Sports Illustrated didn't do that here*. It never sufficiently answered the question of why it was investigating Oklhoma State and why now. It sort of hinted that it the series was a look at how a program emerged as a national power, but there is no connection made, no correlation or causality between the allegations listed and the Cowboys rise to prominence.

(In fairness, Monday's story about the fallout does do this, to an extent: Perhaps most alarming: the disregard the program showed for players once their services were no longer deemed necessary. Too often the discourse about corruption in college sports revolves around the players' ill-gotten gains -- cash handouts, no-show jobs, free sneakers or tattoos. Lost in the discussion: the pain suffered by many of those same players, who leave school feeling hurt, used and abandoned Often, the names of the discarded will ring familiar only to a team's most ardent supporters -- who really remembers Artrell Woods? -- and that is the point. Says a former assistant under Mike Gundy, the Cowboys' coach since 2005, "They're basically being used. Once they're no longer of any use, they're gone."

Although, it should be noted that the first four parts of the series were about the ill-gotten gains that SI is now saying are really irrelevant.)

I wrote about this the day the series began, but it was never answered: Is Oklahoma State an outlier, a rogue program? Is the program indicative of what it takes to be successful in college football? Failure to answer those questions - or even adequately address or raise them - was one of Sports Illustrated's biggest failings.

The other, for me, was failing to see the forest for the trees.

The series read in a lot of ways like Raw Recruits, like any of the groundbreaking investigative journalism into college sports from the 1970s and 1980s. It felt almost dated in a way. It seemed like magazine felt the allegations of paying players, fixing grades, using sex to  lure recruits* and drug use were so tawdry, that they were shocking.

They aren't. Not anymore.

(The reaction to the sex story - "Duh, people have sex in college? - was predictable. And it angered me. I'll admit, my worldview changed the day my daughter was born, but there's a bigger issue here. The issue is that that kind of behavior, the existence of Orange Pride and similar organizations, perpetuates this culture where women are objects and prizes to be awarded to men who do well in sports. It's not that college kids are having sex. It's that women are have sex in service of men's sports (even tacit service). It perpetuates a culture that lectures women on how to avoid being raped instead of telling men "don't rape women.) It seems like people kind of feel like this is status quo in college sports, like this happens at every program (or at least a lot of them).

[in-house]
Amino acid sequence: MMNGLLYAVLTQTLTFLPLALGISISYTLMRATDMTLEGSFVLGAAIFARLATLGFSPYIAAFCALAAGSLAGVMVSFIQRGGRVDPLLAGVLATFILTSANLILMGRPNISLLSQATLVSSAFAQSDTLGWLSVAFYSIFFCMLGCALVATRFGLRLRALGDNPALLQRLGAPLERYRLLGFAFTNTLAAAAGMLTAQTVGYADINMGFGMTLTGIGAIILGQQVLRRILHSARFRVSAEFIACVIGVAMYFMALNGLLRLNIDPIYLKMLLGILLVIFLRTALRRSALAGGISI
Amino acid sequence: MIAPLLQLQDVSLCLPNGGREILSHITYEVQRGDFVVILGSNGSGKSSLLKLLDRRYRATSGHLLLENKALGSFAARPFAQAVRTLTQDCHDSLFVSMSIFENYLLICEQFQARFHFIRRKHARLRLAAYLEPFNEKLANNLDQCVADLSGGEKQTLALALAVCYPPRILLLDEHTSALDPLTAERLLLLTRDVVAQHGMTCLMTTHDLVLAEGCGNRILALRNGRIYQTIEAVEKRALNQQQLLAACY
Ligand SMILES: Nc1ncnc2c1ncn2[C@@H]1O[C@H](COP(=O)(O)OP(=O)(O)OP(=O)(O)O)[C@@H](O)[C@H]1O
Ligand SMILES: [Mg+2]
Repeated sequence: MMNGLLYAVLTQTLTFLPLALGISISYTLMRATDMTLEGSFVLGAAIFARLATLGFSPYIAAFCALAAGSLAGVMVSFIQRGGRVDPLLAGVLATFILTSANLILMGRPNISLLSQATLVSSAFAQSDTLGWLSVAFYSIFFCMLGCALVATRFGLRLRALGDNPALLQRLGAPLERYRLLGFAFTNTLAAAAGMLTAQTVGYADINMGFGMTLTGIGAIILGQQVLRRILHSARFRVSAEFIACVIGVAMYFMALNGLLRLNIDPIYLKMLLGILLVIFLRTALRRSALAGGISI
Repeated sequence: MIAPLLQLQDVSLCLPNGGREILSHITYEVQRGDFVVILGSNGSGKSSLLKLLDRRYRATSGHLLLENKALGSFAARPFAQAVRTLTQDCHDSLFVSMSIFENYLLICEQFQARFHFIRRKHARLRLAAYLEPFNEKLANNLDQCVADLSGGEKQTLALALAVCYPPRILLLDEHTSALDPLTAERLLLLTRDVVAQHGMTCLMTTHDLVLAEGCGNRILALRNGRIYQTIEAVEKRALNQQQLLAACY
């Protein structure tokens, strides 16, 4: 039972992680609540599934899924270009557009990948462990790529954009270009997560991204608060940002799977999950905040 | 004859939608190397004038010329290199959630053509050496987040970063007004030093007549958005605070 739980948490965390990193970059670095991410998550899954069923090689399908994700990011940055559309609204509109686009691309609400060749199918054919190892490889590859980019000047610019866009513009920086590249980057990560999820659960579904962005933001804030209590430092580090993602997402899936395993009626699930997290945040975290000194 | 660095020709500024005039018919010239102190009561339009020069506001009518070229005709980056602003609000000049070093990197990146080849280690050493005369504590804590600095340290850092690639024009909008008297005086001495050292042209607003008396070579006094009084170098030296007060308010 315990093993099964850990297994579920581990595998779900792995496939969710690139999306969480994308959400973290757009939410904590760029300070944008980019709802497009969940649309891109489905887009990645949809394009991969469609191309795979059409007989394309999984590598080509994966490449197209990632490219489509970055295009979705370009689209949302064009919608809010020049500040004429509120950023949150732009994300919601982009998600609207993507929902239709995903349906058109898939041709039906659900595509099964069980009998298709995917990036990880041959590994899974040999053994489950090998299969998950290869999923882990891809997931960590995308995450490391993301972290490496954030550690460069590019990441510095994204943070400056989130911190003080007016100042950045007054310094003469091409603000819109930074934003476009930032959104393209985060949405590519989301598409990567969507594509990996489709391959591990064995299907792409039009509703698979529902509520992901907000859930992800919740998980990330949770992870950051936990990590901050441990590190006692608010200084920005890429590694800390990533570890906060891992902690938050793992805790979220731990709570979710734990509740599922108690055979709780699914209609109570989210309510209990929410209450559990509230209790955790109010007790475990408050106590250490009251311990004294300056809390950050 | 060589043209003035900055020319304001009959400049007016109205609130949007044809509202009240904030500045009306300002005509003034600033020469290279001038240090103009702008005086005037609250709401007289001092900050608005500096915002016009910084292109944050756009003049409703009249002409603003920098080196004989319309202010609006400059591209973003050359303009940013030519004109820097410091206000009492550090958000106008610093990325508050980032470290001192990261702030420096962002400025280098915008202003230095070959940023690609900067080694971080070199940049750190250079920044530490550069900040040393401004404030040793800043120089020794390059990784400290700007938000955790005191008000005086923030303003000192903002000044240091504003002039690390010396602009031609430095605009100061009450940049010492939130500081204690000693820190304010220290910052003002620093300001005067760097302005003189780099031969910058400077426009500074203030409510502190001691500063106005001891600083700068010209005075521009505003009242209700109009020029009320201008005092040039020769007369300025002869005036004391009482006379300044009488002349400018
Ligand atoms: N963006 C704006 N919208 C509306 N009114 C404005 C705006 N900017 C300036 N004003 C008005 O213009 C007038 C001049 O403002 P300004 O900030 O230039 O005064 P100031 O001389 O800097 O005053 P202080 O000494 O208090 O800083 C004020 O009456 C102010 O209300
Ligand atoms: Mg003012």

I think as a sporting culture, we should be ready to move beyond the nuts and bolts and look at the bigger issue. Sports Illustrated had a chance to do that, and went for the "shocking" headlines.

What this series could have been was a bigger-picture look at college sports and our sporting culture in 2013. The story about players getting cash could have been a deep dive into the underground economy in college sports, and the growing movement against amateurism. The story about grades could have looked at big-time sports' place in higher education. The story about drugs could have been an examination about the always contentious debate about drugs in society. The story about sex could have looked at sports' ongoing role in the objectification of women and what feminists call "rape culture." The series did none of that. It focused so much on the "scandal" of the precise allegations that it overlooked the larger cultural issues that need to be discussed..

Imagine a series in which one of the leading sports journalism outlets in the country looked at college sports through a cultural lens? Where instead of supposedly shocking revelations, we got to the larger issues facing sports and sporting culture?

That would have been a series worth talking about.

Admiring and questioning the SI series on Oklahoma State